Edinburgh is brimming with green spaces and hills, and the Pentland Hills Regional Park to the south of the city has quickly become one of my favourite places for a walk. Whether you fancy a short stroll or a longer hike that strings a few peaks together, you’ll find it here. With sunshine on the forecast for (some of) the Easter weekend, we opted for the latter. Scald Law, East Kip and West Kip (together, The Kips) can be done in one fell swoop, by tracing the ridge on the eastern edge of the park.
We followed the path for a short distance along the edge of Harlaw Reservoir, which is flanked by conifers, before turning right onto a dirt track at the point where Harlaw Reservoir meets Threipmuir Reservoir. When we’d hiked up Black Hill a couple of weeks’ prior, repairs were taking place on the footbridge crossing the reservoir. The result? The dirt path with its crater-like potholes now resembled a muddy bath. We decided to walk along the gravelly reservoir shore instead, since the water level was low.
Once over the footbridge, we picked up a path that skirts the foot of Black Hill. On a clear day, you can see the Forth Bridge and the peaks beyond Stirling; on this day, the horizon was a wee bit hazy, and the Forth Bridge was little more than a white smudge in the distance.
A little further on, we dropped down into Green Cleugh, a gorge fringed by heather-clad slopes and a narrow waterway. Ahead, spanning the gap in the gorge, was Scald Law. Just as the path begins to open out into the Logan Valley, we spotted a waterfall spilling over the edge of a cliff; a barely discernible, silvery sliver against the heather. Green Cleugh is a particularly pretty stretch, and one that is easily incorporated into a number of other walks in the area.
When the path forked, we turned left and followed the path as it meandered along Logan Burn for a couple of hundred metres. Sitting in splendid isolation in the middle of the valley is a stone farmhouse. Go past it, and you’ve gone too far (the walk along the edge of Loganlea Reservoir is very pleasant, but more on that another day). We took the steep dirt trail to the right of the house, signposted Penicuik and the Kirk Road. On that note, signposts are few and far between in the Pentland Hills Regional Park, making a map an essential companion.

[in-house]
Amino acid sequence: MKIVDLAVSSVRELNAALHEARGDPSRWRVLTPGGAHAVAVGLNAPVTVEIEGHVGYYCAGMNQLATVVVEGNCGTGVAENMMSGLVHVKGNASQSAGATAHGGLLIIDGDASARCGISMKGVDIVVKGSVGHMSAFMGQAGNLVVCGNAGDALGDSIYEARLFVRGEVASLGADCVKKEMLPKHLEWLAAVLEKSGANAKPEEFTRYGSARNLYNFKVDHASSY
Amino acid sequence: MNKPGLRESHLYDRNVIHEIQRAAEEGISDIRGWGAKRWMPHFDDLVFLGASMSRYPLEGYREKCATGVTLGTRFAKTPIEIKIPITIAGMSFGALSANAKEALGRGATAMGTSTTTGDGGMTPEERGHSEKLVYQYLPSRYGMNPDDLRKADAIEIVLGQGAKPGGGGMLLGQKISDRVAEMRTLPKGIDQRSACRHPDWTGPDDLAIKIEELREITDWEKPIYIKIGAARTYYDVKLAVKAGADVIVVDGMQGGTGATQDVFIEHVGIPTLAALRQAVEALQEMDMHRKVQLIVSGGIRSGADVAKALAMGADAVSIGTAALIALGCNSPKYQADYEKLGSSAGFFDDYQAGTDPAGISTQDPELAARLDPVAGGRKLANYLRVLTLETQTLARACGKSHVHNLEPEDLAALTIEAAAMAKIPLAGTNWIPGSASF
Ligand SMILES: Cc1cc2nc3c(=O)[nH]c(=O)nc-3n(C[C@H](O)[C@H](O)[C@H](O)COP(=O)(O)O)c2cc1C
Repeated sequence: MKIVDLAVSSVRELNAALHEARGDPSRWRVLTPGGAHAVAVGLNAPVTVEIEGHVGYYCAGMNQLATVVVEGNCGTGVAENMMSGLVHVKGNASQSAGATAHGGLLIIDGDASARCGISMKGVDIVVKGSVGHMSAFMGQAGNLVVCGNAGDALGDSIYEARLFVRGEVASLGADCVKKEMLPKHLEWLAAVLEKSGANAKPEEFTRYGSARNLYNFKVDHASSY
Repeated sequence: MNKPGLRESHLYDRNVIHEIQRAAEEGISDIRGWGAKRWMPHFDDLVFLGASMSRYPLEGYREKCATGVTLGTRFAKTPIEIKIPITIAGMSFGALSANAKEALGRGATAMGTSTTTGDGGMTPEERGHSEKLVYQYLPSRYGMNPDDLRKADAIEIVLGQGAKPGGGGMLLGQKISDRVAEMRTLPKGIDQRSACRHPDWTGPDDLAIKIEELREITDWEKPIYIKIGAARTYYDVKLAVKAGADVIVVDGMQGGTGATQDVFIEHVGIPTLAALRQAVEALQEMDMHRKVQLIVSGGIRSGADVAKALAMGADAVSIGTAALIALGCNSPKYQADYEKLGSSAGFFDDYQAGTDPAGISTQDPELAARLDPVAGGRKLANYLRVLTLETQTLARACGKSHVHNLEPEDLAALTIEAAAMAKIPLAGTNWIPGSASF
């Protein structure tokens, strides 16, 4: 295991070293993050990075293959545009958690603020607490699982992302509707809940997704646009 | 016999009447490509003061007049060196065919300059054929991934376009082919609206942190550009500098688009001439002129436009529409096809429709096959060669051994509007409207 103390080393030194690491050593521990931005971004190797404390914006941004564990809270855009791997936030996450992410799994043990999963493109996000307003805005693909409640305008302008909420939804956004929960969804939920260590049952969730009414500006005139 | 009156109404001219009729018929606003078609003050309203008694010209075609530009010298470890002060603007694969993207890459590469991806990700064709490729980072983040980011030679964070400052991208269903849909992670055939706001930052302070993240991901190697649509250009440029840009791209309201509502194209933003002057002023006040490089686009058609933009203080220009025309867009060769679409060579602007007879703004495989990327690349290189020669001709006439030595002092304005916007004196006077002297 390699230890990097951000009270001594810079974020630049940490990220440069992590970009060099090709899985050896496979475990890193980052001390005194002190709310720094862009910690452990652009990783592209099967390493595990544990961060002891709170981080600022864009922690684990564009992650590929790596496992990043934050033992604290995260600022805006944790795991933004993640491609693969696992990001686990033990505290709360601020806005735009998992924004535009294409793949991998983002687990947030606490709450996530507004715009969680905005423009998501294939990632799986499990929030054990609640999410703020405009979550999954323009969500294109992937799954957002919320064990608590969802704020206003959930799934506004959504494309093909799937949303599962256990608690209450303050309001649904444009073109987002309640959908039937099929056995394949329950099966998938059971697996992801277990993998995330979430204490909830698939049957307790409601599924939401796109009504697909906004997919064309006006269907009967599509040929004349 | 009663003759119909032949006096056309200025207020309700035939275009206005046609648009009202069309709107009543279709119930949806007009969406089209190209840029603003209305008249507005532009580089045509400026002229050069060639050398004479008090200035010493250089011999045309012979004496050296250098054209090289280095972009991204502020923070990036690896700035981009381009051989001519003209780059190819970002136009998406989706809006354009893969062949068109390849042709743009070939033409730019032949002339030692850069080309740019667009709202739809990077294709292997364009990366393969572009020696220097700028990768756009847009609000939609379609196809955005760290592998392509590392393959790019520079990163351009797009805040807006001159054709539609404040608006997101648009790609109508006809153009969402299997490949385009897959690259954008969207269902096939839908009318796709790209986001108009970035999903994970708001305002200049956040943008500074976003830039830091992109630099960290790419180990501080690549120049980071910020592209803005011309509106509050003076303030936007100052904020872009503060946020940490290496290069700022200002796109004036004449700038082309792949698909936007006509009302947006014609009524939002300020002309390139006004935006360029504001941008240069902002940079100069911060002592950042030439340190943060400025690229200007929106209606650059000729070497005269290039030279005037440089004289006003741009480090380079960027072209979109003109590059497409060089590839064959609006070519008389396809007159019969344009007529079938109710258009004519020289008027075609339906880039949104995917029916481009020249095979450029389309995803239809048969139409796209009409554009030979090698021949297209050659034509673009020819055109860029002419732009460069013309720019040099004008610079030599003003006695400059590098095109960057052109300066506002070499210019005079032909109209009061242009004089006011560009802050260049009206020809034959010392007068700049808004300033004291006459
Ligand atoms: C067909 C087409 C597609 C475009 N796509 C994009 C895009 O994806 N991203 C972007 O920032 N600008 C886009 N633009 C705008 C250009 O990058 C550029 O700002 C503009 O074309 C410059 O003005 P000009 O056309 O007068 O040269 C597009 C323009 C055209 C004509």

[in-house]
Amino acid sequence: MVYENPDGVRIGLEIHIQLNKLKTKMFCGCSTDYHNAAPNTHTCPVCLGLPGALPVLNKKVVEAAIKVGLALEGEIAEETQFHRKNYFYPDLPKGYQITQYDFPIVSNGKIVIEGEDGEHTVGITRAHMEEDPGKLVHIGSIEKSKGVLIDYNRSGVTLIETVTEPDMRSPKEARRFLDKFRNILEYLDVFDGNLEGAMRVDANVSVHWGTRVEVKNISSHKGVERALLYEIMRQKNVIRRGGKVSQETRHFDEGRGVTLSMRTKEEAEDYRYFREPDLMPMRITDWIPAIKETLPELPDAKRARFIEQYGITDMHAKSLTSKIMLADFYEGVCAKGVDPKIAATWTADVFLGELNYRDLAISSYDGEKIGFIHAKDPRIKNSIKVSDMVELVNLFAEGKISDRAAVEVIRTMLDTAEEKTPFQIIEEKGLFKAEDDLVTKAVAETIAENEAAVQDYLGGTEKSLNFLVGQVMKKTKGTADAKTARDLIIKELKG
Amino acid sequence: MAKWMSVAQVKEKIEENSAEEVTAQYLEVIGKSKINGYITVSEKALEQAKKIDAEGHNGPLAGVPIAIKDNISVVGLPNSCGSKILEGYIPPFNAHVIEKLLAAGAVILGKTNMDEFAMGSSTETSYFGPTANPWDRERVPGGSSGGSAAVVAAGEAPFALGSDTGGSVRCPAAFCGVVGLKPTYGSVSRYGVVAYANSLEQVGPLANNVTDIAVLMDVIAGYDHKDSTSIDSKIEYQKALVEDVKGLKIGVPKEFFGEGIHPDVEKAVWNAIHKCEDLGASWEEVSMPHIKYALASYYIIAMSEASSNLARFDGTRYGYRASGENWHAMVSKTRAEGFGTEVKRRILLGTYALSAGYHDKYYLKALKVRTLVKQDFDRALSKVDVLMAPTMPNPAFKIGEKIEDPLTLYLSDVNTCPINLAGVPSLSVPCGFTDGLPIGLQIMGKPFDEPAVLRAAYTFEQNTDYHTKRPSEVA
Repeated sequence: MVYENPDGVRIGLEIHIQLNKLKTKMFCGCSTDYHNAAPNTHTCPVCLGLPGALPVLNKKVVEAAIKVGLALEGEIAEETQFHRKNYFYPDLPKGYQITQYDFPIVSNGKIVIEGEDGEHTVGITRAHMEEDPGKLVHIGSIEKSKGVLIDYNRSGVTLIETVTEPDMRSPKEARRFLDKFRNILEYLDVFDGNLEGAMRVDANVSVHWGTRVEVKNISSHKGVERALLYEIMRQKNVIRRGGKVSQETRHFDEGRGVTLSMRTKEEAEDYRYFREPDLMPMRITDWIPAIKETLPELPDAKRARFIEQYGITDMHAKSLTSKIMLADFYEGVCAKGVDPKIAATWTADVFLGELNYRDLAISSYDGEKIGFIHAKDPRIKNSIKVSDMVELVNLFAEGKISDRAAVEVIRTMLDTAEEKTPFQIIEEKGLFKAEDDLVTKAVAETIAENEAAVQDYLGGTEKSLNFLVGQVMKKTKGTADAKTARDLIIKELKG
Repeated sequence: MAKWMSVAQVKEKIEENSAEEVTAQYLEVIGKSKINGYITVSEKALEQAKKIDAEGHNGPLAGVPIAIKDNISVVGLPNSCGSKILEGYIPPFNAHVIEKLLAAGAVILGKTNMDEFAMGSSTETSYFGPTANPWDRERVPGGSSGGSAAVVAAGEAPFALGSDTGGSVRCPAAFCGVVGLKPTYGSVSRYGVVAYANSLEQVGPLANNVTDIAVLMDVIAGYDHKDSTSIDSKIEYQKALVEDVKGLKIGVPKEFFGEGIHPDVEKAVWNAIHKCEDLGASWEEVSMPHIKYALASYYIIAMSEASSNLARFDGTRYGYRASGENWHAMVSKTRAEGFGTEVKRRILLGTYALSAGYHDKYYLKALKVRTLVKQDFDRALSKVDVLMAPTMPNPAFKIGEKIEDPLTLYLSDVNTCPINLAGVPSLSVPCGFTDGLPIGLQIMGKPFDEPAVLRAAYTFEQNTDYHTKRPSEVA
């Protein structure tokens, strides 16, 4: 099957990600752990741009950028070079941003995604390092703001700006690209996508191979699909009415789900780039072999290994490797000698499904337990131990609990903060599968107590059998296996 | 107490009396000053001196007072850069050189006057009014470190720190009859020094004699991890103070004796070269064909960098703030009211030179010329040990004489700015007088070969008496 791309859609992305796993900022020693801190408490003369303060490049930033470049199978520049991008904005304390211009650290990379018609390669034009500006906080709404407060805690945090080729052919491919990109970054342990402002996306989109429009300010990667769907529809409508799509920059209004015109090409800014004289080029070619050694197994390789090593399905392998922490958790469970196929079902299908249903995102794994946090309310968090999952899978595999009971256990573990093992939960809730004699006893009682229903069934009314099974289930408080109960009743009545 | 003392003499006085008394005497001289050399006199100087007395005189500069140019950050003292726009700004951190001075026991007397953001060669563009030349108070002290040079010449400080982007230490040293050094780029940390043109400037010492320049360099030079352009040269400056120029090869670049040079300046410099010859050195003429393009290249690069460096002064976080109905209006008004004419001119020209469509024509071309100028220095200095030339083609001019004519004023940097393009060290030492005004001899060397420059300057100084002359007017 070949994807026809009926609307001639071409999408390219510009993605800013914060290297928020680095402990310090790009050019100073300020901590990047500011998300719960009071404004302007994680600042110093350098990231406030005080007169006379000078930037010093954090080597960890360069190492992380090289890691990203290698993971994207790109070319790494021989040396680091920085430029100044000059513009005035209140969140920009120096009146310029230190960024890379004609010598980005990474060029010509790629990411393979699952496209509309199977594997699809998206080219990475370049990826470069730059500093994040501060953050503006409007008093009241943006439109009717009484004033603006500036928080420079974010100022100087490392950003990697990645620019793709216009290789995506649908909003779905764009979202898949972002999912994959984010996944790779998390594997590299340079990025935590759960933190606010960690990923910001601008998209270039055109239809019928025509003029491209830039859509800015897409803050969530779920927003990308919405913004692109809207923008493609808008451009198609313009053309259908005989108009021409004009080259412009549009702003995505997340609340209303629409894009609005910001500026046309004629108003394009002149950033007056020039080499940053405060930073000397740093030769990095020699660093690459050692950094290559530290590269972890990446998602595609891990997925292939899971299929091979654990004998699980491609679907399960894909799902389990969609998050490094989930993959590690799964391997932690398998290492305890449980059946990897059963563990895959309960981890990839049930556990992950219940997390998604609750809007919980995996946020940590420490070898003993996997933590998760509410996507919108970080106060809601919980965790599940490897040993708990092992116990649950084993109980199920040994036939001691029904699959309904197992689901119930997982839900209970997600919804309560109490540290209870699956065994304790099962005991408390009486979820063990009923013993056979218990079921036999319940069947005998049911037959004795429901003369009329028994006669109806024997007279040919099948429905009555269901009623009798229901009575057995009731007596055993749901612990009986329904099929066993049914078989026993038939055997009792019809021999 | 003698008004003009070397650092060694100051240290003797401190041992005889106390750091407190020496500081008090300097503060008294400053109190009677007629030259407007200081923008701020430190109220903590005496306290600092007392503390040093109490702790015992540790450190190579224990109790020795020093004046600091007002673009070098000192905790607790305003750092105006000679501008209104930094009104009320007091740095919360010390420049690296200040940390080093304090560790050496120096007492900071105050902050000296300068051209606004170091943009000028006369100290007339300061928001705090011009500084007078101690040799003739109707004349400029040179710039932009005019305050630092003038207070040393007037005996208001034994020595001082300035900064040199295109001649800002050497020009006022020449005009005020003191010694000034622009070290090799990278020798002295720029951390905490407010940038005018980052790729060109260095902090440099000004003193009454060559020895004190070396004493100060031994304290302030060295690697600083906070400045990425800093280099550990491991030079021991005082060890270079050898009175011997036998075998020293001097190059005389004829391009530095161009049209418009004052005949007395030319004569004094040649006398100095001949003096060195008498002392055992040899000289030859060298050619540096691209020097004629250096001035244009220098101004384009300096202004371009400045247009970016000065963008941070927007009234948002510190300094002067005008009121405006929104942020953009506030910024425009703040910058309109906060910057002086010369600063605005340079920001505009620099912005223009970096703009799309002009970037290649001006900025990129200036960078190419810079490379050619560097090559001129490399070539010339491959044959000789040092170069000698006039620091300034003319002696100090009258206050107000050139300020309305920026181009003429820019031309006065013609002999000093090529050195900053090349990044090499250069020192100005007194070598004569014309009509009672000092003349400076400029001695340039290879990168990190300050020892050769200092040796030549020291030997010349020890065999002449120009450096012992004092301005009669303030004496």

Up, up, up. And then up some more. It was a sharp, steep ascent to the col between Carnethy Hill and Scald Law, but we were quickly rewarded with expansive views over the Logan Valley. At the col, we veered off to the right; go straight, and you’ll end up in Penicuik. We stopped to put our coats on, as there was a chilly breeze, and then followed the rise to the summit of Scald Law (579m).
We lingered a while at the top, munching bagels and caramel wafers (I’ve recently rediscovered Tunnock’s Caramel Wafer biscuits, and the new dark chocolate variety is particularly moreish) and taking in the views. Beyond the northernmost peaks, Edinburgh; beyond it, the Forth of Firth, a ribbon of blue separating the Lothians from Fife.
We left Scald Law’s trig point behind, and headed south towards East Kip. Here, the path narrowed considerably – it was about a sheep’s width across – making it rather challenging to maintain any distance from walkers coming in the other direction.
East Kip’s grassy track is pock-marked with walkers’ footholds and mountain bikers’ tracks. It was a short, steep ascent to the summit of East Kip (534m), and while the views from the top were beautiful, the cloud of flies was anything but. We moved briskly on towards West Kip (551m).
From West Kip, we could see most of the route we’d taken thus far: the glossy, pale blue surface of Threipmuir Reservoir (first photo, left); the flanks of Hare Hill and Black Hill disappearing into Green Cleugh (first photo, centre); the tip of Loganlea Reservoir (first photo, far right); and the undulating path from the summit of Scald Law (second photo).
A rough grassy path took us down the south side of West Kip, and onto the Red Road (which is neither red nor a road). We turned right, and continued along the Red Road through open moorland for a few kilometres.
When the path met the road at Bavelaw, we turned right, then took a left immediately after to descend towards Threipmuir Reservoir by an avenue of beech trees. For any keen birdwatchers, there’s a bird hide off to the left overlooking Bavelaw Marsh. We crossed the bridge, and picked up a path to our right which led us through Redford Wood and back to Harlaw Reservoir.
KNOW BEFORE YOU GO
- Parking | If you want to get a spot in Harlaw or Bavelaw car park, you’ll need to be up early; on weekends, both are usually full by 8.30am. The suggested donation for these car parks is £2. If you’re a late riser and/or willing to add a kilometre or so to your hike, you’ll find ample on-street parking in nearby Malleny Mills and Balerno.
- Facilities | There are toilets near Harlaw Reservoir, but at the time of our hike (early April) these were closed. Check the Pentland Hills Regional Park website (www.pentlandhills.org) for up-to-date information.
- Maps and guides | OS Explorer 344 covers the Pentland Hills Regional Park. We adapted route 56 from Rab Anderson’s The Pentland Hills.
- Distance | 18.85km/11.7 miles; 600m of elevation gain.